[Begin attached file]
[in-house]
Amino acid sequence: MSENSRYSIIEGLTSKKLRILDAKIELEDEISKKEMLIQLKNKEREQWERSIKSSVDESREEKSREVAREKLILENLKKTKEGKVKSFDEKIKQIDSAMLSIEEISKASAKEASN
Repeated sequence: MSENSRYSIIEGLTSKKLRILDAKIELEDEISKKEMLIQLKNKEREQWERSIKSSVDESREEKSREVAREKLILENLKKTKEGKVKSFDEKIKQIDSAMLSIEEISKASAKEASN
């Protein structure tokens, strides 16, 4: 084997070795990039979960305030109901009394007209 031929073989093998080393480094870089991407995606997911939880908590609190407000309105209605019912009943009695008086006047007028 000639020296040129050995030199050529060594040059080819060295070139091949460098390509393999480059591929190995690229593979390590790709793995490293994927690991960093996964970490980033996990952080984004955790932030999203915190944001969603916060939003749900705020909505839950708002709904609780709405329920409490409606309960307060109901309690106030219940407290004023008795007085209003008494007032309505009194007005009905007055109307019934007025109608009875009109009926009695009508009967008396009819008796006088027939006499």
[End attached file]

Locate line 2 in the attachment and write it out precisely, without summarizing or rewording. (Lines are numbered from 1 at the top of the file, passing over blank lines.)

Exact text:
Amino acid sequence: MSENSRYSIIEGLTSKKLRILDAKIELEDEISKKEMLIQLKNKEREQWERSIKSSVDESREEKSREVAREKLILENLKKTKEGKVKSFDEKIKQIDSAMLSIEEISKASAKEASN